10 March 2022

Knickers, school days and jogging memories: a different take on Canberra’s past

| Elizabeth Masters
Start the conversation
Elizabeth Burness in the kitchen

Elizabeth Burness in the kitchen of the old schoolhouse which has a Canberra brand range. Photo: Elizabeth Masters.

From antique underwear to Roman banquets, Elizabeth Burness has a passion for the past.

And, beyond her life as a historian, she is a woman of many talents: artist, storyteller, writer, educator – committed to bringing Canberra’s heritage to life.

She now pours much of this love into the Tuggeranong Schoolhouse Museum at Chisholm, an 1880 brick cottage where she curates about 2000 items collected over the decades.

Elizabeth styles herself as `History with a Difference’ and her ideas to enthuse people with older times are certainly different.

“For example, my collection consisted of quite a few pieces of antique women’s underwear – particularly corsets and underpants,” she says. “When I decided to feature these ‘unmentionables’, they were a hit and I was amazed to think I could get away with presenting history in this way.”

Elizabeth Burness with old underwear

Antique underwear is always a hit with audiences. Photo: Elizabeth Masters.

From history studies at Melbourne University that didn’t always fill her with enthusiasm, Elizabeth has taken great strides to become today’s vibrant storyteller.

“I was a very insecure young person who spent her life in books,” she says.

But in her first job as a school teacher, she knew she had to recreate herself to survive.

“I was given 40 14-year-olds to teach in country Victoria and I found I had to change my personality absolutely.”

So she trained herself to act, using drama, colour and movement – and the raconteur was born. In 1974, she began work as an educator at the National Gallery of Victoria (NGV).

“I’ve been tremendously lucky,” she says. “I loved Australian art and costume – features of the NGV collections.”

A Dante Alighieri scholarship to Italy in 1975 showed her how to infuse life into ancient Roman artefacts at the gallery.

“I hadn’t been able to get my head around antiquities and the Renaissance but, once I got to Italy, it all gelled. That’s how I got into experiential learning.”

Some lucky schoolchildren visiting the NGV “experienced” this learning and were treated to Roman banquets and dressed in bedsheet togas.

Reclining on benches, they were fed grapes by Elizabeth and her colleagues, then taken to inspect the Roman antiquities still dressed in character.

During her time with the NGV, she transferred for a year to the South Australian Art Gallery where she found new venues to host a suburban travelling art show. They included a children’s orthopaedic ward and, most successfully, an abattoir where “a whole heap of artists” worked to support their creative endeavours.

Old egg scale

An old egg scale is one of the unusual items from the past. Elizabeth Burness encourages people to touch and feel to experience the era. Photo: Elizabeth Masters.

In 1983 Elizabeth moved to Canberra as an educator at the Australian War Memorial where she remained for 15 years. She later went back into teaching and secured various grants that enabled her to take her collection into aged care facilities – where she jogged failing memories – and Canberra schools.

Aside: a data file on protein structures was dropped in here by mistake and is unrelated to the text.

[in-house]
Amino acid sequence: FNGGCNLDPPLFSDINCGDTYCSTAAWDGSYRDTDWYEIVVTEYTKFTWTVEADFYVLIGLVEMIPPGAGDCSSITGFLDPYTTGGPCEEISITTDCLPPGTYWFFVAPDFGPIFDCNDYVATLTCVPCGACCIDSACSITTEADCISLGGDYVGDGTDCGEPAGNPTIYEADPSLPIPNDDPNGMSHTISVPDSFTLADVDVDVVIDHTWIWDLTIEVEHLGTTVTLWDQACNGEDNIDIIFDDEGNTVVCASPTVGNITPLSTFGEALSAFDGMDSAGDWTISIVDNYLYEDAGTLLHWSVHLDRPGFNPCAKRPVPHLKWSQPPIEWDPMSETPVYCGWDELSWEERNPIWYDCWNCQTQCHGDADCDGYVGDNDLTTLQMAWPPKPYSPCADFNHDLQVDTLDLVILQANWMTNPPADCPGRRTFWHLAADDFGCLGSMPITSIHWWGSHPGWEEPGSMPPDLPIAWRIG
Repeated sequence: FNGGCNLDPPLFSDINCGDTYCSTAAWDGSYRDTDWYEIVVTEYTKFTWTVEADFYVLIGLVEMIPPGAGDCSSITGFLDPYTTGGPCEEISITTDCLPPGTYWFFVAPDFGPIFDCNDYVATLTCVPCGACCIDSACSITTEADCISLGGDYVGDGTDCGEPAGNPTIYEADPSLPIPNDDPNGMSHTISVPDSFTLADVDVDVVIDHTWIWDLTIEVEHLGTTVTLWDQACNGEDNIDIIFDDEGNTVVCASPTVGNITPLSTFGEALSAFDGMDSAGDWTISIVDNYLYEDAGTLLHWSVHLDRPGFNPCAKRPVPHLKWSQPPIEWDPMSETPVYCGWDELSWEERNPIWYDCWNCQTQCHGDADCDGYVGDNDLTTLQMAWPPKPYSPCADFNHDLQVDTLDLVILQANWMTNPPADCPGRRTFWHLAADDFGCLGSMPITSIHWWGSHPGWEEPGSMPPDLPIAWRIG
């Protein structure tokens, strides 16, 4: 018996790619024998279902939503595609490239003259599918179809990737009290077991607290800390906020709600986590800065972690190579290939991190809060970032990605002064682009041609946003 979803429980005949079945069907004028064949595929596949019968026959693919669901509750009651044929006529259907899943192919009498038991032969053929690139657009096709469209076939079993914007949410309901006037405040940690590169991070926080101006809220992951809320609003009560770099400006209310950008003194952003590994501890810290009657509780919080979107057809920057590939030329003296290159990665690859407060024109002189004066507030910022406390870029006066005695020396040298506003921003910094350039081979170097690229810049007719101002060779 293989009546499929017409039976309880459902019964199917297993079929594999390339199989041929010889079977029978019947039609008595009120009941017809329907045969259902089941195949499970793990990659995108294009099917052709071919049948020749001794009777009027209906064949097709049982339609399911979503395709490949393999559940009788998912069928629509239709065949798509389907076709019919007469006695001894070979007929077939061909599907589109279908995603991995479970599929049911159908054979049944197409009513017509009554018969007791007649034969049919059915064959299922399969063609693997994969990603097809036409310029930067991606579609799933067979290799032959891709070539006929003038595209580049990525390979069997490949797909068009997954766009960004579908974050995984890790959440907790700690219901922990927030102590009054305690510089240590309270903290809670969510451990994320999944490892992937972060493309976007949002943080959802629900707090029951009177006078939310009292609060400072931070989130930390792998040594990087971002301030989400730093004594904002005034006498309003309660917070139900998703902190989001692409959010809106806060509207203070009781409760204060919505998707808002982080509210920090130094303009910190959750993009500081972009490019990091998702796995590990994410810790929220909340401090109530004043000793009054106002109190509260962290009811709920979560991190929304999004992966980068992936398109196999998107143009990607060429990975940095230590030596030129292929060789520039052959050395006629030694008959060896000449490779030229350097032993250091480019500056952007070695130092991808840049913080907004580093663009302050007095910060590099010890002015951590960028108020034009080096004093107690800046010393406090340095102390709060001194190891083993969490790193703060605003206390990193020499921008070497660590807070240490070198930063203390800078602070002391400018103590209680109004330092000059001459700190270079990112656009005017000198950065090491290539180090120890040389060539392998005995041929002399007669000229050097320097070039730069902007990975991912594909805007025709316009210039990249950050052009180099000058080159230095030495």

To bring history alive, she often dresses in costumes from her collection. Not content with just showing old undies, Elizabeth includes a dramatic ending to her popular presentation There’s History in the Bottom Drawers, or Secret Women’s Business.

After showing the audience a pair of ‘open’ drawers, also known as crotch-less knickers, Elizabeth reveals herself in a facsimile pair (modestly worn over a pair of bike shorts).

“I wouldn’t do it if I didn’t love it,” she says. “To get people at the end of life laughing and remembering the good times, it really is tremendously rewarding.”

Through a women’s grant, she has also recorded oral histories of several older Canberra women. Those stories are available on her website.

Elizabeth has looked after Tuggeranong Schoolhouse Museum, an ACT Government property, as a volunteer for 11 years.

She displays her own collection there, reflecting the time when the school was in use. She’s keen for visitors to experience the era, touch and feel the items. The display uses no labels or barriers.

She has a soft spot for the family of Francis McGee, the longest-serving and most influential teacher at the schoolhouse, who taught and lived there from 1898 to 1927. One of his seven children, James, became an eminent international scientist and was involved in the development of television.

With plans to leave the schoolhouse when her lease is up, Elizabeth aims to spend more time on her artwork. Sketching portraits is one of her great loves, something she has continued since her university days.
Wherever Elizabeth Burness next directs her talents, it’s fair to say she’ll embrace it with passion.

The Old Tuggeranong Schoolhouse Museum is at 34 Enid Lorimer Circuit, Chisholm, ACT. It is open on the second Sunday of every month from 10 am until 4 pm, and at other times by appointment.

Start the conversation

Daily Digest

Want the best Canberra news delivered daily? Every day we package the most popular Riotact stories and send them straight to your inbox. Sign-up now for trusted local news that will never be behind a paywall.

By submitting your email address you are agreeing to Region Group's terms and conditions and privacy policy.